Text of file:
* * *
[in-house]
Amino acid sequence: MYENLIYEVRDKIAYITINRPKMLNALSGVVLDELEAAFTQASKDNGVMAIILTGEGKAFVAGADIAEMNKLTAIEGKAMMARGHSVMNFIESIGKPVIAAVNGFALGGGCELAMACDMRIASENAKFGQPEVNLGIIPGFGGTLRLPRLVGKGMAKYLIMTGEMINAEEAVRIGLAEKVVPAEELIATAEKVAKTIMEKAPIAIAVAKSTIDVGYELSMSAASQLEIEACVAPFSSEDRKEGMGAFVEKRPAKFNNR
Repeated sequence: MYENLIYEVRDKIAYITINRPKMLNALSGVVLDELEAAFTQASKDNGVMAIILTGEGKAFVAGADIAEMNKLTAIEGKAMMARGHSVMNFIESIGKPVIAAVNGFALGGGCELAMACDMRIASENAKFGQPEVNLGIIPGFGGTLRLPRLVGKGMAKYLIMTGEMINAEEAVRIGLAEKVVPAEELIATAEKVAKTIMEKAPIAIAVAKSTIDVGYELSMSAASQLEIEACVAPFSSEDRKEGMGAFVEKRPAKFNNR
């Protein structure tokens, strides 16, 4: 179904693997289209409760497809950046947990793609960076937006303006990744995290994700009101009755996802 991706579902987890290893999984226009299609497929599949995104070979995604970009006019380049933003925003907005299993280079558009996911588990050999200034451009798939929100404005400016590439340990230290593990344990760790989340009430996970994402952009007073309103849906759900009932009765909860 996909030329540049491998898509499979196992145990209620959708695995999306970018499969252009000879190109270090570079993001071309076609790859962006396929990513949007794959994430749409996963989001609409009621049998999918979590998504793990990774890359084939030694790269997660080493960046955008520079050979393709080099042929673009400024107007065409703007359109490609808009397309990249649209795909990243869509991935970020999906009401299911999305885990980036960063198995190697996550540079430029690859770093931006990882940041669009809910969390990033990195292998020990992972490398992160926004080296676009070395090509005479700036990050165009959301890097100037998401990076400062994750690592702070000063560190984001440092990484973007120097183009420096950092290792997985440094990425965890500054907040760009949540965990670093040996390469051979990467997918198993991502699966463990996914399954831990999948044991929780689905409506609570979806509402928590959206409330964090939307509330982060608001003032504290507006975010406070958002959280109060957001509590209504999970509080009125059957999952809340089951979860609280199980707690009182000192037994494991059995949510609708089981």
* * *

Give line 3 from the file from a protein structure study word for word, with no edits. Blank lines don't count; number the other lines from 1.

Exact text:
Repeated sequence: MYENLIYEVRDKIAYITINRPKMLNALSGVVLDELEAAFTQASKDNGVMAIILTGEGKAFVAGADIAEMNKLTAIEGKAMMARGHSVMNFIESIGKPVIAAVNGFALGGGCELAMACDMRIASENAKFGQPEVNLGIIPGFGGTLRLPRLVGKGMAKYLIMTGEMINAEEAVRIGLAEKVVPAEELIATAEKVAKTIMEKAPIAIAVAKSTIDVGYELSMSAASQLEIEACVAPFSSEDRKEGMGAFVEKRPAKFNNR